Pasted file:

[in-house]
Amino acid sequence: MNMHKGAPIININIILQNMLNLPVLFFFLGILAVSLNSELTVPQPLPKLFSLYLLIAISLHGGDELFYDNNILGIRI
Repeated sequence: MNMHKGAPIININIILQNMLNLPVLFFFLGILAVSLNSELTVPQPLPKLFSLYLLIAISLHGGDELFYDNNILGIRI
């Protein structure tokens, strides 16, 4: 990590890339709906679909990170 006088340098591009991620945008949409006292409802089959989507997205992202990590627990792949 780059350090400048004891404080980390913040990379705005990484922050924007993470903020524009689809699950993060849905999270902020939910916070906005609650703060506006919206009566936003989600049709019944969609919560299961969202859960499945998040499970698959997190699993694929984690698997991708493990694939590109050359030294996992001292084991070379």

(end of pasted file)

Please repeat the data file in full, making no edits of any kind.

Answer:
[in-house]
Amino acid sequence: MNMHKGAPIININIILQNMLNLPVLFFFLGILAVSLNSELTVPQPLPKLFSLYLLIAISLHGGDELFYDNNILGIRI
Repeated sequence: MNMHKGAPIININIILQNMLNLPVLFFFLGILAVSLNSELTVPQPLPKLFSLYLLIAISLHGGDELFYDNNILGIRI
């Protein structure tokens, strides 16, 4: 990590890339709906679909990170 006088340098591009991620945008949409006292409802089959989507997205992202990590627990792949 780059350090400048004891404080980390913040990379705005990484922050924007993470903020524009689809699950993060849905999270902020939910916070906005609650703060506006919206009566936003989600049709019944969609919560299961969202859960499945998040499970698959997190699993694929984690698997991708493990694939590109050359030294996992001292084991070379």